# Can surface roughing effects on an airfoil Reynolds number be quantified?

I am building balsa free flight gliders with a chord of 0.10 meters and a velocity of around 3 meters per second. This works out to a Reynolds number of around 15,000.

The wings are around 1 meter in span, and are made with the wood grain running lengthwise. They are thin undercambered (no bottom covering) with maximum thickness of 7 mm at 30% of chord from leading edge.

Because of the roughness of the unfinished grain, is my Reynolds more like 50,000, or am I still down in the range where a flat plate might be better?

Roughness has no influence on the Reynolds number. It will, however, help to trigger a laminar-turbulent transition. That is the reason for dimples in golf balls. Also, roughness will increase the friction drag in turbulent boundary layers.

Flat plate friction diagram (picture source). Note the horizontal lines: They show that drag does not drop any more with increasing Reynolds number once the surface roughness exceeds a certain value. Roughness is given here relative to the chord length as $$\frac{\epsilon}{l}$$, with $$\epsilon$$ being the mean height of the roughness and $$l$$ the chord length.

The diagram only starts at Re = 100,000, so it is clearly outside the range of your application. If you sand your wooden surface with fine grit sandpaper, I don't expect that the remaining roughness will increase drag. At those Reynolds numbers it might be advantageous to add a trip wire in order to induce a transition to turbulent flow – see the golf ball example.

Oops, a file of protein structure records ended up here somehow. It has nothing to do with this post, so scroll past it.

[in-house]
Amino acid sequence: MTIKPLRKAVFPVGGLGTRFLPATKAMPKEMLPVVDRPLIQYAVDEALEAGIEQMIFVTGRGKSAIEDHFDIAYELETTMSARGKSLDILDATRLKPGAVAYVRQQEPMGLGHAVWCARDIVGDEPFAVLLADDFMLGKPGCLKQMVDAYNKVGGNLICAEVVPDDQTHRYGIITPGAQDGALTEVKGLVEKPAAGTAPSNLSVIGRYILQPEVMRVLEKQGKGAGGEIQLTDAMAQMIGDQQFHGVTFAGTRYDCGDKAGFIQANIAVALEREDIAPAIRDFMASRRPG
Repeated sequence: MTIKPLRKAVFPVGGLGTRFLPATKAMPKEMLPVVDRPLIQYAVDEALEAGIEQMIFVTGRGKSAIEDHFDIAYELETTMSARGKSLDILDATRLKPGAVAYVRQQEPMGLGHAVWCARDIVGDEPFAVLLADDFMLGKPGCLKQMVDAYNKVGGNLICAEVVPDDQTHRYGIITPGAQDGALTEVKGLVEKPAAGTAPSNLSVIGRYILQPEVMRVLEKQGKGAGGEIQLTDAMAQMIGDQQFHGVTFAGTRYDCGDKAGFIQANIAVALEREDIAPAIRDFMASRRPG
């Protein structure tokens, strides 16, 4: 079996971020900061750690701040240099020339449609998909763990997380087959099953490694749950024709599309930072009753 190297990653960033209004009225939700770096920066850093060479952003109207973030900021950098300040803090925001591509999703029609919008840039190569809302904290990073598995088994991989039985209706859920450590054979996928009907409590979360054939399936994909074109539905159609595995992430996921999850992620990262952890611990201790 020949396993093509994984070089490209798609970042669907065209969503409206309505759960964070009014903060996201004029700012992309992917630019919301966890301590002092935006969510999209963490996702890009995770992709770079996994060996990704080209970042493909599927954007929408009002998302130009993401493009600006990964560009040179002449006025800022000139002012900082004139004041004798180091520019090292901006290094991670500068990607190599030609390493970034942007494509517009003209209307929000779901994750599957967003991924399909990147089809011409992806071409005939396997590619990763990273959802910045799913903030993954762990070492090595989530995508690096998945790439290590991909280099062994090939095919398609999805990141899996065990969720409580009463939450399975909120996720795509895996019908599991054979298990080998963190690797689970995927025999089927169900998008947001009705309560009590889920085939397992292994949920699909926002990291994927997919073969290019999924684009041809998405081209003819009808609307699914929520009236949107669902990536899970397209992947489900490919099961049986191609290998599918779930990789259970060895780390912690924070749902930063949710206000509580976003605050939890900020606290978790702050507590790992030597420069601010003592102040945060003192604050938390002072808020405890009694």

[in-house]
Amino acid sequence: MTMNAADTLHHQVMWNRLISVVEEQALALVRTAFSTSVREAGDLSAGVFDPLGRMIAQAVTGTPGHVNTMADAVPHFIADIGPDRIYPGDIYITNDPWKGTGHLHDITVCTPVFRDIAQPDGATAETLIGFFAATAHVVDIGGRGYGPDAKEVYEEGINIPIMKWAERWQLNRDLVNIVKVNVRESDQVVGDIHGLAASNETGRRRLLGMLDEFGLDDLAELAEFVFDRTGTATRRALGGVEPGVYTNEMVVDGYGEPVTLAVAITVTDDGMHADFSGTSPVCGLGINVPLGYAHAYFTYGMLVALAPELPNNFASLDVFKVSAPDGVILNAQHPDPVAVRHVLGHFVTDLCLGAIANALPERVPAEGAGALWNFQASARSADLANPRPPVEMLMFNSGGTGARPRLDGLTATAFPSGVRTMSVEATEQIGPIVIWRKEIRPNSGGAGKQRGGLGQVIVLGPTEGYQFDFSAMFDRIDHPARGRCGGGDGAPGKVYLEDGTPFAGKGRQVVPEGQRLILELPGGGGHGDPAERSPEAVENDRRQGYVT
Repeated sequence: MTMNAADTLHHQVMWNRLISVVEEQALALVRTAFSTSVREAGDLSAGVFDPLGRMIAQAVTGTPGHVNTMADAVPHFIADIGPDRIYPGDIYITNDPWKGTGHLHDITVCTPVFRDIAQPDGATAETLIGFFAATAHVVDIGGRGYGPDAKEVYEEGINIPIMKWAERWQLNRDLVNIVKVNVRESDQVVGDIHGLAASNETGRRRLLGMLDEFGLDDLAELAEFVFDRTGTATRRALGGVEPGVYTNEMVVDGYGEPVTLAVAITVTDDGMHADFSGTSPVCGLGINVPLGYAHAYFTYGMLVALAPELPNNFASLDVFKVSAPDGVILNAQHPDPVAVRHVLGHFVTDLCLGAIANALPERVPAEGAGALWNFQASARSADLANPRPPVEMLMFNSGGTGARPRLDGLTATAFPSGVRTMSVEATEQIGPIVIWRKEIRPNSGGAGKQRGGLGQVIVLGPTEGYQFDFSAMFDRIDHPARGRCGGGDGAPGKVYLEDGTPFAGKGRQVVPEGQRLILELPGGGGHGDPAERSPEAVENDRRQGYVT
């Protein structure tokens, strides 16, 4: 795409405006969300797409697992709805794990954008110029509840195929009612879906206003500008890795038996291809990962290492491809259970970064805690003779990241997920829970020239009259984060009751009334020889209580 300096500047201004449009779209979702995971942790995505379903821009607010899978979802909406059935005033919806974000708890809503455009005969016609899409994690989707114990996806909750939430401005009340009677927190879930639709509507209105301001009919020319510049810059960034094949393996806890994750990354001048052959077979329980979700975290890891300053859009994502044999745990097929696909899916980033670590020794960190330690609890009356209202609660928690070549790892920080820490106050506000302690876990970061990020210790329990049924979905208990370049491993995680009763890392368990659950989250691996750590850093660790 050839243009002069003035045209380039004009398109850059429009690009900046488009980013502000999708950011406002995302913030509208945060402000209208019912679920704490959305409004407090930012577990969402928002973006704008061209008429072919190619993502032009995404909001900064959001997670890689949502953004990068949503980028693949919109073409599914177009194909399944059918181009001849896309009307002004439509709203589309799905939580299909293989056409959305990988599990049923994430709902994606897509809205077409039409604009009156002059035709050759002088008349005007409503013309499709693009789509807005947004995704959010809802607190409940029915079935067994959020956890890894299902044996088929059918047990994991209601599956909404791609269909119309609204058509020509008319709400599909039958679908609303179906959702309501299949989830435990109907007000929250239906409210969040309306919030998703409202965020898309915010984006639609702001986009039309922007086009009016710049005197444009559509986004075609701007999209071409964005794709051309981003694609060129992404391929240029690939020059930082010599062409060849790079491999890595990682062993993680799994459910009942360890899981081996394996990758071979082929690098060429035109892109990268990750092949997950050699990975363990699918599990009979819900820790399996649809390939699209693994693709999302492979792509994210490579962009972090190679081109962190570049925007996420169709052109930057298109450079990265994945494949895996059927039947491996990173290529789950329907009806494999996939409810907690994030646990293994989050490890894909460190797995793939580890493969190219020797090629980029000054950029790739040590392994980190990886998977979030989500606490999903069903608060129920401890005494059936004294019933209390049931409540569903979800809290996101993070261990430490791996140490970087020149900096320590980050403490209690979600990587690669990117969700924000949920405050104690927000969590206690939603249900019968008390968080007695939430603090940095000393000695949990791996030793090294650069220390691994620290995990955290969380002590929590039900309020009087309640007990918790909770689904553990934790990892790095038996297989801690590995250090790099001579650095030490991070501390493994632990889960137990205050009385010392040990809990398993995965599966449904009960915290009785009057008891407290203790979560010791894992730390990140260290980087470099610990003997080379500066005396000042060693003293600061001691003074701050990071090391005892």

• Frisbee grooves may be a bit closer. Roughness to chord length ratio interesting way of trying it, as well as location on the airfoil. Commented Oct 18, 2019 at 16:08
• What's causing the increasing in drag with Re for the low surface roughness lines?
– JZYL
Commented Oct 18, 2019 at 23:08
• @Jimmy Don't confuse "increasing drag" and "increasing the drag coefficient". For a given structure, lower Re means lower velocity and the drag coefficient is multiplied by $v^2$ to get the drag force. But for laminar flow the drag force is proportional to $v$ not $v^2$, so the drag coefficient used in the conventional formula appears to be bigger at low Re even though the drag force is less. Commented Oct 19, 2019 at 0:01
• @alephzero I didn't confuse. 1e6 Re is a standard wind tunnel Re for engineering design. No one will say the drag is linear to V.
– JZYL
Commented Oct 19, 2019 at 0:39
• What I'm getting is that larger roughness to chord ratio is "completely turbulent" at lower Reynolds, therefor "transitional turbulent" at a lower airspeed, where drag reduction occurs. This may have been what Kline-Fogelman were after, but their "disrupter" steps may have been too large. Commented Oct 19, 2019 at 11:53